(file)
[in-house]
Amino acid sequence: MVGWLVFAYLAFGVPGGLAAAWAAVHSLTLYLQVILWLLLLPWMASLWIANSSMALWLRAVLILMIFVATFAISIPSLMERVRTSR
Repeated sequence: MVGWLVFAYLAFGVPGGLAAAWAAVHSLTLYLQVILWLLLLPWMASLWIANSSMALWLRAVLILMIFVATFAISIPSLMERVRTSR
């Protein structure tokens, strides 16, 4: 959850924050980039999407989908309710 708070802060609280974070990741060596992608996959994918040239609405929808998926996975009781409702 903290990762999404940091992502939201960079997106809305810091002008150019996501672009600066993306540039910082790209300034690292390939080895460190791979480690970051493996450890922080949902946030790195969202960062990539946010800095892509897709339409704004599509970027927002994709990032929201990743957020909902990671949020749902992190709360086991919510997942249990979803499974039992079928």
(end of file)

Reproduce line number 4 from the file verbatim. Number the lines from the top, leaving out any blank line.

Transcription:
């Protein structure tokens, strides 16, 4: 959850924050980039999407989908309710 708070802060609280974070990741060596992608996959994918040239609405929808998926996975009781409702 903290990762999404940091992502939201960079997106809305810091002008150019996501672009600066993306540039910082790209300034690292390939080895460190791979480690970051493996450890922080949902946030790195969202960062990539946010800095892509897709339409704004599509970027927002994709990032929201990743957020909902990671949020749902992190709360086991919510997942249990979803499974039992079928």